Walker takes office, brings back Palin's oil and gas team
New Gov. Bill Walker took office Monday and ordered immediate changes in top echelons of state government. Walker replaced former Gov. Sean Parnell, who he defeated by a razor-thin margin in the Nov. 4 Alaska elections.
As of noon Monday, out were state several state commissioners and deputy commissioners including Joe Balash at the Department of Natural Resources, Susan Bell at Commerce and Economic Development, Bill Streur at the Department of Health and Social Services, Cora Campbell at the Department of Fish and Game, and Diane Blumer at the Department of Labor.
In agencies engaged in oil and gas issues and the big natural gas project, Walker brought back several officials from the administration of former Gov. Sarah Palin.
These include Marty Rutherford, one of the architects of Palin’s failed Alaska Gasline Inducement Act, or AGIA, as acting resources commissioner and as permanent deputy commissioner, a position Rutherford held under Palin; and Marcia Davis, former deputy revenue commissioner under Palin and now acting commissioner of revenue.
Davis was a strong critic of state oil tax changes made by former Gov. Sean Parnell.
Rutherford will be acting commissioner until Mark Myers, who Walker early appointed as DNR Commissioner, can wrap up affairs at the University of Alaska Fairbanks, where he is Vice Chancellor for Research. Myers was also a strong critic of Parnell’s oil tax change.
On Rutherford, Walked said, “Marty is a natural fit for this position. I know and trust Marty. She will hit the ground running and do an outstanding job.”
Davis will likewise be in charge at the Revenue Department until Randy Hoffbeck, Walker’s appointee for revenue commissioner, arrives back in Alaska from an extended overseas commitment.
There are reports that Davis is being considered for another senior position in the Walker administration.
Walker also named Valarie Davidson, a widely-respected advocate of rural health care, to be commissioner of the Dept. of Health and Social Services, replacing Streur.
Davidson is currently head of government relations for the Alaska Native Tribal Health Consortium.
Sam Cotten, a former legislator and Speaker of the House, was named to be acting commissioner of Fish and Game. Walker also said Cotten is being considered for the permanent position.
Cotten is a commercial fisherman with wide experience in regulatory issues affecting fishing, and was formerly a member of the North Pacific Fisheries Management Council.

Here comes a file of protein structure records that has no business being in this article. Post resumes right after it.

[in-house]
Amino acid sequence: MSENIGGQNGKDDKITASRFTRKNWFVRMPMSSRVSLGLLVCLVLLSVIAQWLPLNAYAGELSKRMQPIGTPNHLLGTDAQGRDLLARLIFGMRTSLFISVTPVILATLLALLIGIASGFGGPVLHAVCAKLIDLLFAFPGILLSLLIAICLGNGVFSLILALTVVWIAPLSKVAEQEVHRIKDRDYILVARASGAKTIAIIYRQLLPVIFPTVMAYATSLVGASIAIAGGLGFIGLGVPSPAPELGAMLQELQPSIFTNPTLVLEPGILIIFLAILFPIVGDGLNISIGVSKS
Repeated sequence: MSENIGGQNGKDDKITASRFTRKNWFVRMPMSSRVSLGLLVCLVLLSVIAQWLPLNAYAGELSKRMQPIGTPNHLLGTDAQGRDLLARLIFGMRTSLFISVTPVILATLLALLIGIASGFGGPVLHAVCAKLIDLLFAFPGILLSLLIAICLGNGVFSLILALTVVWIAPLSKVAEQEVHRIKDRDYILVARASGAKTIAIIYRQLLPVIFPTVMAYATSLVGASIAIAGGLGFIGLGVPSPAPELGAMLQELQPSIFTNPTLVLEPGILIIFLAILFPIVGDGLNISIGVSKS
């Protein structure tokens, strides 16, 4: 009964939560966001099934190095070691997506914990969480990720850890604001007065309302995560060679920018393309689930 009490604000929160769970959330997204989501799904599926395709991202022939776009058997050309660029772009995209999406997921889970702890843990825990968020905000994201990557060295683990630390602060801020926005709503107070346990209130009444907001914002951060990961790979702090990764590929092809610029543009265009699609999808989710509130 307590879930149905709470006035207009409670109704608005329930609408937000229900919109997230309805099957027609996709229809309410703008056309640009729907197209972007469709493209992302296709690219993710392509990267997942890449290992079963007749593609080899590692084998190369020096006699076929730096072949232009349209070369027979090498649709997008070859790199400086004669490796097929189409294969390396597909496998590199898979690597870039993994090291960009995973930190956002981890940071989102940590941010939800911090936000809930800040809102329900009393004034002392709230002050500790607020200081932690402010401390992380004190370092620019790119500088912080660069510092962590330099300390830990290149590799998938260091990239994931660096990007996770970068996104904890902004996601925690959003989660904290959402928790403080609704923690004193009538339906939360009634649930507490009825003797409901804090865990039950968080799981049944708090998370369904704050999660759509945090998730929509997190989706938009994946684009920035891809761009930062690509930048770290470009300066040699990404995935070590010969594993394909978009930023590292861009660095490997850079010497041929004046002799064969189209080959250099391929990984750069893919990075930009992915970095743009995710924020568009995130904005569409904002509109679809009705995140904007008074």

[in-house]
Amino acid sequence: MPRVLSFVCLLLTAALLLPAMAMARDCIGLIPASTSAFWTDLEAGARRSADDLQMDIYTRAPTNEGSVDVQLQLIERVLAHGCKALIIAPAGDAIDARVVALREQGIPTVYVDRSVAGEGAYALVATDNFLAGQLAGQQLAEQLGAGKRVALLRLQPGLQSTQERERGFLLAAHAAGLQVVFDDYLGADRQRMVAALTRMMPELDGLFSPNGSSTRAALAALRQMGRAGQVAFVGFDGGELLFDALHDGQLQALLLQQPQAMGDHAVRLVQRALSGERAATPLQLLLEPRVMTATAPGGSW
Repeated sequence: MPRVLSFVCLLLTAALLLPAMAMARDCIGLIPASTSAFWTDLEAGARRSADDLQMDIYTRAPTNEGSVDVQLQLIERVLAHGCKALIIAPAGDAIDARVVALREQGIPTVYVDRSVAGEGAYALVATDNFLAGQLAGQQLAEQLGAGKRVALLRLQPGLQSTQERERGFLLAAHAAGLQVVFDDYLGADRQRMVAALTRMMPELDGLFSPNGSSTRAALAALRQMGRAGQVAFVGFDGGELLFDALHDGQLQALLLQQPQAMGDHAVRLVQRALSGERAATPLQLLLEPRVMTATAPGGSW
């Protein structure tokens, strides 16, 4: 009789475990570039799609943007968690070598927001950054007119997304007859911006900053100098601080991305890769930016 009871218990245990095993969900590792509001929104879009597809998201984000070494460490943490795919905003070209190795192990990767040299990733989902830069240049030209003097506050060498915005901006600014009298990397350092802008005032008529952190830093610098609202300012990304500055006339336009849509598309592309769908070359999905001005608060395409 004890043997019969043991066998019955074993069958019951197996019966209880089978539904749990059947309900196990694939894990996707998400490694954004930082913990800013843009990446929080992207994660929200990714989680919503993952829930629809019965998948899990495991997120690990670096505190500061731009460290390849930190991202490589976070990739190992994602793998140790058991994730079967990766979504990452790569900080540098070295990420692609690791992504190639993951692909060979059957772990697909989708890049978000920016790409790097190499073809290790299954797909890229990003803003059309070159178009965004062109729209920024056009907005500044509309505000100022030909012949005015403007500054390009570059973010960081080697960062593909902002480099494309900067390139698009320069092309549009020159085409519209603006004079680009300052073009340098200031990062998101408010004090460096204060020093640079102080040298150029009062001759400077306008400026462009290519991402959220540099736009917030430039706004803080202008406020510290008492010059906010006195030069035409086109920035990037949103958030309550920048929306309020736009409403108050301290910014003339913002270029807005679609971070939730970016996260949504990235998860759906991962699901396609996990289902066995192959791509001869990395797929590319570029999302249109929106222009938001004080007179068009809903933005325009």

Under state law, the ADFG commissioner is appointed by the governor from a list of qualified persons nominated by the Board of Fisheries and the Board of Game meeting in joint session, subject to the right of the governor to request additional nominations.
At the Department of Education, Walker accepted the resignation of Mike Hanley, the commissioner, but then named Hanley as acting commissioner. The state education board appoints a commissioner of education, but where there is a resignation the governor makes an interim appointment.
While making the new appointments Walker also asked for the resignations of senior previous state officials including Balash who were supervising the state’s ongoing negotiations on the gas and LNG project.
Those include Mike Pawlowski, a deputy revenue commissioner who was deeply engaged in the gas pipeline negotiations.
Pawlowski left his position at noon on Monday.
Myers, the incoming resources commissioner, and Rutherford, the new deputy, were part of a group of state resources department officials who protested, and resigned, in 2006 when former Gov. Frank Murkowski attempted to negotiate a partnership with industry on an Alaska natural gas pipeline.
In many respects Murkowski’s proposal, which failed, is similar to a state-industry partnership on a large gas pipeline and liquefied natural gas project agreed on by Parnell, the former governor, earlier this year.
After resigning his DNR position Myers was named as head of the U.S. Geological Survey but later returned to Alaska and became the coordinator in the DNR on the AGIA gas pipeline project.
Walker also appointed Marcia Davis, a former Deputy Revenue Commissioner under Palin, as acting revenue commissioner until Walker’s appointed commissioner, Randy Hoffbeck, arrives back in Alaska from an extended overseas trip. We also hear Davis will move up to be deputy chief of staff in the governor’s office under Jim Whitaker, now chief of staff and a former borough mayor of Fairbanks, in Interior Alaska, who frequently jousted with North Slope producers over tax and gas pipeline issues.
In other interim appointments, Walker made Grey Mitchell acting commissioner of the Department of Labor and Workforce Development. Mitchell was previously director of the department’s division of labor standards and safety.
Fred Parady was named acting commissioner of the Department of Commerce. Parady is now a deputy commissioner.
Previously he held a senior administrative position at the North Slope Borough, working for Mayor Charlotte Brower.